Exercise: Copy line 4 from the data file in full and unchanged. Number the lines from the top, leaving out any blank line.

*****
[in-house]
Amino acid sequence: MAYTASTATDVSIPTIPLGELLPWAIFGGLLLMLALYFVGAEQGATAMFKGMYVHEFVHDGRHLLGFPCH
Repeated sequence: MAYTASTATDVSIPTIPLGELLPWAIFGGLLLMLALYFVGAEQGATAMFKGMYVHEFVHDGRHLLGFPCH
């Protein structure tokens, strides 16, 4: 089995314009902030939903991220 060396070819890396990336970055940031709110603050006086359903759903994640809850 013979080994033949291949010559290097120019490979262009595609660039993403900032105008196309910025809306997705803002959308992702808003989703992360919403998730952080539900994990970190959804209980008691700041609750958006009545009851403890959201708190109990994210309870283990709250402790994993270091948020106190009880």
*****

């Protein structure tokens, strides 16, 4: 089995314009902030939903991220 060396070819890396990336970055940031709110603050006086359903759903994640809850 013979080994033949291949010559290097120019490979262009595609660039993403900032105008196309910025809306997705803002959308992702808003989703992360919403998730952080539900994990970190959804209980008691700041609750958006009545009851403890959201708190109990994210309870283990709250402790994993270091948020106190009880």